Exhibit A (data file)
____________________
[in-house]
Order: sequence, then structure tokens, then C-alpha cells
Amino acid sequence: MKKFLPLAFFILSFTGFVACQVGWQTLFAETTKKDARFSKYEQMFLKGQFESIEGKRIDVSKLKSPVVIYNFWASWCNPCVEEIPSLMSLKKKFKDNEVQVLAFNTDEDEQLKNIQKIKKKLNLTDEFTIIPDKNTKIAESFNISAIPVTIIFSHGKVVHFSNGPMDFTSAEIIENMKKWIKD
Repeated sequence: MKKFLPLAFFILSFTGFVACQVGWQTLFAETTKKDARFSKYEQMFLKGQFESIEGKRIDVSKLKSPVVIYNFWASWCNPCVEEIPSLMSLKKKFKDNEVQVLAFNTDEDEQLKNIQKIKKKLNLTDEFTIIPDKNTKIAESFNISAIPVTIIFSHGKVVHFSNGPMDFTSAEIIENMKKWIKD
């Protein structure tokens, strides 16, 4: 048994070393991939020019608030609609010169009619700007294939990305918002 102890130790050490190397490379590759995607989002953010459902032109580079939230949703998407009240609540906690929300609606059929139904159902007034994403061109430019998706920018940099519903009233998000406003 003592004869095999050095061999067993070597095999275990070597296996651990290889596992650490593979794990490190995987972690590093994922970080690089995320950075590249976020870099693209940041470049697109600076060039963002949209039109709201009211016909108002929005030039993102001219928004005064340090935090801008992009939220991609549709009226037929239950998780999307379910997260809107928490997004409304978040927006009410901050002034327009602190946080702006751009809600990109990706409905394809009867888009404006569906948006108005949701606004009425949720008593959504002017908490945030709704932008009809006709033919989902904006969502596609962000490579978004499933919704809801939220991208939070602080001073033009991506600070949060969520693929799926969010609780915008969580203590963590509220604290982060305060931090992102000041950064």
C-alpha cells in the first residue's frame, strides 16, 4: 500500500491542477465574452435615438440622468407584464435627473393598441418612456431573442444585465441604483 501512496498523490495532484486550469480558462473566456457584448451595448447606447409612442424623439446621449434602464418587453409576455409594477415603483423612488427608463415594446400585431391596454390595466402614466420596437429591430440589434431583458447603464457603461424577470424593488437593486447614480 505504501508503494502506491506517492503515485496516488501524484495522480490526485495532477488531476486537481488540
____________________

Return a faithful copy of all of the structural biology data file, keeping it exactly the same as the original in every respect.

[in-house]
Order: sequence, then structure tokens, then C-alpha cells
Amino acid sequence: MKKFLPLAFFILSFTGFVACQVGWQTLFAETTKKDARFSKYEQMFLKGQFESIEGKRIDVSKLKSPVVIYNFWASWCNPCVEEIPSLMSLKKKFKDNEVQVLAFNTDEDEQLKNIQKIKKKLNLTDEFTIIPDKNTKIAESFNISAIPVTIIFSHGKVVHFSNGPMDFTSAEIIENMKKWIKD
Repeated sequence: MKKFLPLAFFILSFTGFVACQVGWQTLFAETTKKDARFSKYEQMFLKGQFESIEGKRIDVSKLKSPVVIYNFWASWCNPCVEEIPSLMSLKKKFKDNEVQVLAFNTDEDEQLKNIQKIKKKLNLTDEFTIIPDKNTKIAESFNISAIPVTIIFSHGKVVHFSNGPMDFTSAEIIENMKKWIKD
């Protein structure tokens, strides 16, 4: 048994070393991939020019608030609609010169009619700007294939990305918002 102890130790050490190397490379590759995607989002953010459902032109580079939230949703998407009240609540906690929300609606059929139904159902007034994403061109430019998706920018940099519903009233998000406003 003592004869095999050095061999067993070597095999275990070597296996651990290889596992650490593979794990490190995987972690590093994922970080690089995320950075590249976020870099693209940041470049697109600076060039963002949209039109709201009211016909108002929005030039993102001219928004005064340090935090801008992009939220991609549709009226037929239950998780999307379910997260809107928490997004409304978040927006009410901050002034327009602190946080702006751009809600990109990706409905394809009867888009404006569906948006108005949701606004009425949720008593959504002017908490945030709704932008009809006709033919989902904006969502596609962000490579978004499933919704809801939220991208939070602080001073033009991506600070949060969520693929799926969010609780915008969580203590963590509220604290982060305060931090992102000041950064």
C-alpha cells in the first residue's frame, strides 16, 4: 500500500491542477465574452435615438440622468407584464435627473393598441418612456431573442444585465441604483 501512496498523490495532484486550469480558462473566456457584448451595448447606447409612442424623439446621449434602464418587453409576455409594477415603483423612488427608463415594446400585431391596454390595466402614466420596437429591430440589434431583458447603464457603461424577470424593488437593486447614480 505504501508503494502506491506517492503515485496516488501524484495522480490526485495532477488531476486537481488540